Yesterday afternoon, after months of wrangling and a marathon 4th of July weekend session, the Illinois House of Representatives voted to override Governor Bruce Rauner’s veto of Senate Bill (SB) 9, the revenue bill supporting the State’s Fiscal Year (FY) 2017-2018 Budget. The vote ended Illinois’ two year budget impasse and may avoid a threatened downgrade of Illinois bonds to junk status. The key tax components of the bill as enacted Public Act 100-0022 (Act) are as follows:

Income Tax

Rate increase. Income tax rates are increased, effective July 1, 2017, to 4.95 percent for individuals, trusts and estates, and 7 percent for corporations.

Income allocation. The Act contains a number of provisions intended to resolve questions regarding how income should be allocated between the two rates in effect for 2017.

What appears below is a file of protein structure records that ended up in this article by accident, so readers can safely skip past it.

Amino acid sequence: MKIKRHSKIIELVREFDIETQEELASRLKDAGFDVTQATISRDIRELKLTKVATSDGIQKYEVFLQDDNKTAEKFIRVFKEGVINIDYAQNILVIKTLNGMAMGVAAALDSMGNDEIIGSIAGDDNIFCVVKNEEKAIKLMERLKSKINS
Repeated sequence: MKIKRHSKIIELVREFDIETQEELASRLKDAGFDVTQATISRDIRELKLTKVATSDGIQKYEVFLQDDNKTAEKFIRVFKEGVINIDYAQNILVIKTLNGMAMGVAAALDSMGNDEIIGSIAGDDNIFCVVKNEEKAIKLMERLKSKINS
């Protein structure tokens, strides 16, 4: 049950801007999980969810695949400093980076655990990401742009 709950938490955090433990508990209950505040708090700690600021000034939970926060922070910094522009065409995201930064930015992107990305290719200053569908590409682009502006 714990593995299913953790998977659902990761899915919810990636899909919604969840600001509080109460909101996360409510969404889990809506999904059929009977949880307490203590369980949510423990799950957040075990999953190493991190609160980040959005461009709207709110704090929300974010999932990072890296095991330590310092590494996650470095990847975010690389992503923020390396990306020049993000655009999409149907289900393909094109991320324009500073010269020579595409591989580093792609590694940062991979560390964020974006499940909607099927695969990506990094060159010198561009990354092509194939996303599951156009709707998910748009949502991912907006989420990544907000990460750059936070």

• Illinois Income Tax Act (IITA) 5/202.5(a) provides a default rule, a proration based on the days in each period (181/184), for purposes of allocating income between pre-July 1 segments and periods after the end of June when rates increase. Alternatively, IITA 5/202.5(b) provides that a taxpayer may elect to determine net income on a specific accounting basis for the two portions of their taxable year, from the beginning of the taxable year through the last day of the apportionment period, and from the first day of the next apportionment period through the end of the taxable year.


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On April 13, 2015, Governor Andrew Cuomo signed into law two bills related to the 2015-2016 budget (S2009-B/A3009-B and S4610-A/A6721-A) (Budget Bill), containing several significant “technical corrections” to the New York State corporate income tax reform enacted in 2014, along with sales tax provisions and amendments to reform New York City’s (the City’s) General Corporation